An executive committee appointed by Caribbean governments to fight Britain and other European powers to make them pay for the horrors of the Trans Atlantic Slave Trade has said that it has no choice but to demand reparations, as the effects of slavery on Black people are simply too much to bear.
Updating the region after meeting this week in Jamaica with a British law firm that won reparations for Kenyan tribesman against Britain, the group said it had identified several key areas that should attract funding, if and when it wins its case against the UK, Spain, France, the Netherlands, Portugal, Sweden and Norway in the coming years.
The group said that slavery has been so horrific on the region’s African-descended population that it “has the highest incidence in the world of chronic diseases in the form of hypertension and Type 2 Diabetes that are the direct result of their nutritional exposure, endemic inhumane physical and emotional brutalization and other aspects of the stress experience of slavery and post slavery apartheid.
Regional governments have been so concerned about chronic diseases among the population that they have twice held special leaders’ summits in the past decade to address the issue as public spending to deal with diabetes, hypertension and heart disease has been increasing astronomically in recent years.
Pointing to other areas of sadness and genocide, the group singled out Britain as an example, saying that once the colonial era had ended, the African population was left in a state of general illiteracy as up to 70 percent of citizens were functionally illiterate. “Widespread illiteracy continues to plague Caribbean societies and accounts for significant parts of their development challenges.”
European colonizers were also blamed for under-investing in cultural institutions like museums and research centers, the committee noted, adding that the “victims have been left disenfranchised with respect of their institutional and cultural experiences and memory. This crisis must be remedied,” the executive said.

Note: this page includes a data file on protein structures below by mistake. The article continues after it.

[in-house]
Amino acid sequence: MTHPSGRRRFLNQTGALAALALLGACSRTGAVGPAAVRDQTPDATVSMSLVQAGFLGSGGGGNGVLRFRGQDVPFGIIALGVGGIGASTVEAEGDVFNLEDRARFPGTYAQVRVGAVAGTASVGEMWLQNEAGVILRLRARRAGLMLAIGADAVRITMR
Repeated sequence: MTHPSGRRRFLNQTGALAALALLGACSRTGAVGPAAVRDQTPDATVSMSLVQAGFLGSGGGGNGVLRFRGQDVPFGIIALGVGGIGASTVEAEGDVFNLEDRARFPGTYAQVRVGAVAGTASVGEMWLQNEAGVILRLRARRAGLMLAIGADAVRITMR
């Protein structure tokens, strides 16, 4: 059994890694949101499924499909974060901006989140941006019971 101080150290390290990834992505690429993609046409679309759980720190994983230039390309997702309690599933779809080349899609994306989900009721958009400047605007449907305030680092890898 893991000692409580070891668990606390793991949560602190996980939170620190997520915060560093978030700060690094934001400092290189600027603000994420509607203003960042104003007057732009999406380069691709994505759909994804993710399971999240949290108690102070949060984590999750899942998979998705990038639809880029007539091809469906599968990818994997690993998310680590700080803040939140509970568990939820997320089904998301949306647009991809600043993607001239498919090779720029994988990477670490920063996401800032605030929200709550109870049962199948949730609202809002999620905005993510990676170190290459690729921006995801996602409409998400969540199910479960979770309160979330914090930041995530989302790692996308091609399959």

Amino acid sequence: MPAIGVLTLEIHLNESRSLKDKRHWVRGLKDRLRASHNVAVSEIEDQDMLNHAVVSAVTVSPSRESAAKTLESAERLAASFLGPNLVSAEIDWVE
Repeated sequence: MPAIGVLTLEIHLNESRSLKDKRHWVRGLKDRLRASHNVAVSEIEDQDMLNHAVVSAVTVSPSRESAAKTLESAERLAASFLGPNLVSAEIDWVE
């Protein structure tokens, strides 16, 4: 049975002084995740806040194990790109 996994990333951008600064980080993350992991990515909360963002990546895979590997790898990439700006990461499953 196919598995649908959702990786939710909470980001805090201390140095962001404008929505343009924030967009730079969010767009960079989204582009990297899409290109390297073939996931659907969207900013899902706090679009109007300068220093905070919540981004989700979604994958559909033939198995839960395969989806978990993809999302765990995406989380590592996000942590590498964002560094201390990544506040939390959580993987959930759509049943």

Further developing their case, the committee noted that the Europeans had embarked on a deliberate policy of ensuring that the Caribbean should not be exposed to manufacturing and industrial development processes and should be largely confined to raw-material production.
Today its members argue, the regional bloc of nations is scientifically and technologically backward, and an ill-equipped civilization which continues to experience debilitating backwardness in a science- and technology-globalized world. This matter must be addressed in reparatory dialogue.”
Meanwhile, the executive says that it is satisfied with the soundness of the legal brief it received from attorneys of the law firm of Leigh Day, deeming its services as valuable and contending that arguments would be further bolstered and refined with the addition of legal points from regional luminaries and academics.
The next moves after the current preparatory stage, would be to “request reparatory dialogue with beneficiary slave-owning European states with a view to formulating a new development agenda for the Caribbean, taking these reparatory objectives into consideration, in order to promote the 21st century as a period of mutual respect, recognition, and conciliation,” the group said, expressing anger that Blacks were classified by slave owners as “non-human”, “chattel property” and “real estate.”